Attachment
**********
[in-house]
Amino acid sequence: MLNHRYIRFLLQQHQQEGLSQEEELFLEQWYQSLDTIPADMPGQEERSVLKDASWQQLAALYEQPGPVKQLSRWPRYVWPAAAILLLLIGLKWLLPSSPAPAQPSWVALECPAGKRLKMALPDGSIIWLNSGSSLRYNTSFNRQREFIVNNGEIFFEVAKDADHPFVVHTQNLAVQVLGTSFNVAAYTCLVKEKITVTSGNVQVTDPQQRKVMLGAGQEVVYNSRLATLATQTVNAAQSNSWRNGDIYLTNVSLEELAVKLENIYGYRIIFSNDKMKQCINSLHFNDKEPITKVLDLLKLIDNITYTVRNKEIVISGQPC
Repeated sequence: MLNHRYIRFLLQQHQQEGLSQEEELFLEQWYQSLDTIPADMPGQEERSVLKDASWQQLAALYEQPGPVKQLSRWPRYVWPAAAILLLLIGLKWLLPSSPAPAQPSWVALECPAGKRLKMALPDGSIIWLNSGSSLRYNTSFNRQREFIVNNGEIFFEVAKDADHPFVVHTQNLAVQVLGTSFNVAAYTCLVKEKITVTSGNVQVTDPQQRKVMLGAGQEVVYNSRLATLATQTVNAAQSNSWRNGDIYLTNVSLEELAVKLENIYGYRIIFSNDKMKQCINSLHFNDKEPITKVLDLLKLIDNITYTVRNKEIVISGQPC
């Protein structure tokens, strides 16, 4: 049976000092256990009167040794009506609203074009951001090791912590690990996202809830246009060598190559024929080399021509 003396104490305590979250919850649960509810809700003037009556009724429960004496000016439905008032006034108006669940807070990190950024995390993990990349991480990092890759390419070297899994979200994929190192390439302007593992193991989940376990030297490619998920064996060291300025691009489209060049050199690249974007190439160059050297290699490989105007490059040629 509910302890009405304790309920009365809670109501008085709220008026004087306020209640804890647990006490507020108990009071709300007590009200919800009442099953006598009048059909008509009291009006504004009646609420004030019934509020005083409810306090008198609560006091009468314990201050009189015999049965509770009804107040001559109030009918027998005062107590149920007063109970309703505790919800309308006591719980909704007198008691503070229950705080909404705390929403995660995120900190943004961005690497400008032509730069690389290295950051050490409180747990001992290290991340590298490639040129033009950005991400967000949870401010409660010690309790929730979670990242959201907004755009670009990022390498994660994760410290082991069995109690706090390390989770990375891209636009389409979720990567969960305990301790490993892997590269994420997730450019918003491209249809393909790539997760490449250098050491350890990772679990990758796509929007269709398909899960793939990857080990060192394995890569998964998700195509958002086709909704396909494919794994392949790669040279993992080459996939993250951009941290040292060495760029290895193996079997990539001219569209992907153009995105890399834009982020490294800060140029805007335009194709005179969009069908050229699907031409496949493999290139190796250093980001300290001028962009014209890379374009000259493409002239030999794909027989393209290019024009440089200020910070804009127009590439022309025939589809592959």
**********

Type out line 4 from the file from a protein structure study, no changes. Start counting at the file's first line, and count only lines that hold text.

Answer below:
């Protein structure tokens, strides 16, 4: 049976000092256990009167040794009506609203074009951001090791912590690990996202809830246009060598190559024929080399021509 003396104490305590979250919850649960509810809700003037009556009724429960004496000016439905008032006034108006669940807070990190950024995390993990990349991480990092890759390419070297899994979200994929190192390439302007593992193991989940376990030297490619998920064996060291300025691009489209060049050199690249974007190439160059050297290699490989105007490059040629 509910302890009405304790309920009365809670109501008085709220008026004087306020209640804890647990006490507020108990009071709300007590009200919800009442099953006598009048059909008509009291009006504004009646609420004030019934509020005083409810306090008198609560006091009468314990201050009189015999049965509770009804107040001559109030009918027998005062107590149920007063109970309703505790919800309308006591719980909704007198008691503070229950705080909404705390929403995660995120900190943004961005690497400008032509730069690389290295950051050490409180747990001992290290991340590298490639040129033009950005991400967000949870401010409660010690309790929730979670990242959201907004755009670009990022390498994660994760410290082991069995109690706090390390989770990375891209636009389409979720990567969960305990301790490993892997590269994420997730450019918003491209249809393909790539997760490449250098050491350890990772679990990758796509929007269709398909899960793939990857080990060192394995890569998964998700195509958002086709909704396909494919794994392949790669040279993992080459996939993250951009941290040292060495760029290895193996079997990539001219569209992907153009995105890399834009982020490294800060140029805007335009194709005179969009069908050229699907031409496949493999290139190796250093980001300290001028962009014209890379374009000259493409002239030999794909027989393209290019024009440089200020910070804009127009590439022309025939589809592959």